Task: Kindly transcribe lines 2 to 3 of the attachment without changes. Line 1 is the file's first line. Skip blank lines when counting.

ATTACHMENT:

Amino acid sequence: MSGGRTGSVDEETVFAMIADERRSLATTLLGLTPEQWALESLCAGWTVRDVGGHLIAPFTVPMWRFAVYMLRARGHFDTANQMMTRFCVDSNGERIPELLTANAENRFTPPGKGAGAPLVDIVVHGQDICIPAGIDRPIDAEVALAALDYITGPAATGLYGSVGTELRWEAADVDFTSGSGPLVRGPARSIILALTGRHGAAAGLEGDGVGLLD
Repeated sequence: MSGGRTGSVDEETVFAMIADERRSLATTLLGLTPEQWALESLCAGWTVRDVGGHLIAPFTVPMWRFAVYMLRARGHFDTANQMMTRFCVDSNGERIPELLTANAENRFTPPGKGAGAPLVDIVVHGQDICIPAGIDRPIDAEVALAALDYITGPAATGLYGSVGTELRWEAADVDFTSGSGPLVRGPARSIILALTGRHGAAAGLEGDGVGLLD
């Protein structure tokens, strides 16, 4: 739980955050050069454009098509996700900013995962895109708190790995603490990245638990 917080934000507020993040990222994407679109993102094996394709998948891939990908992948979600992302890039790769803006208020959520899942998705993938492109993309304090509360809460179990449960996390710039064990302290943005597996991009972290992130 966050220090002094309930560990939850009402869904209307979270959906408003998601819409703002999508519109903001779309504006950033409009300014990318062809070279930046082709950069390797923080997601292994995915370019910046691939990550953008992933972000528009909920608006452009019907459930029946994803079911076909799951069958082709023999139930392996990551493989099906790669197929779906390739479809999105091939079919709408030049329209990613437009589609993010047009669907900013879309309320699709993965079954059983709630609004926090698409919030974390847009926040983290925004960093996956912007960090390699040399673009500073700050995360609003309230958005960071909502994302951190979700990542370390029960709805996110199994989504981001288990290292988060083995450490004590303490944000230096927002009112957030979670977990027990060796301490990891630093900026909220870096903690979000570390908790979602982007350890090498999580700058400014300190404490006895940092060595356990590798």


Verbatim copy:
Repeated sequence: MSGGRTGSVDEETVFAMIADERRSLATTLLGLTPEQWALESLCAGWTVRDVGGHLIAPFTVPMWRFAVYMLRARGHFDTANQMMTRFCVDSNGERIPELLTANAENRFTPPGKGAGAPLVDIVVHGQDICIPAGIDRPIDAEVALAALDYITGPAATGLYGSVGTELRWEAADVDFTSGSGPLVRGPARSIILALTGRHGAAAGLEGDGVGLLD
């Protein structure tokens, strides 16, 4: 739980955050050069454009098509996700900013995962895109708190790995603490990245638990 917080934000507020993040990222994407679109993102094996394709998948891939990908992948979600992302890039790769803006208020959520899942998705993938492109993309304090509360809460179990449960996390710039064990302290943005597996991009972290992130 966050220090002094309930560990939850009402869904209307979270959906408003998601819409703002999508519109903001779309504006950033409009300014990318062809070279930046082709950069390797923080997601292994995915370019910046691939990550953008992933972000528009909920608006452009019907459930029946994803079911076909799951069958082709023999139930392996990551493989099906790669197929779906390739479809999105091939079919709408030049329209990613437009589609993010047009669907900013879309309320699709993965079954059983709630609004926090698409919030974390847009926040983290925004960093996956912007960090390699040399673009500073700050995360609003309230958005960071909502994302951190979700990542370390029960709805996110199994989504981001288990290292988060083995450490004590303490944000230096927002009112957030979670977990027990060796301490990891630093900026909220870096903690979000570390908790979602982007350890090498999580700058400014300190404490006895940092060595356990590798």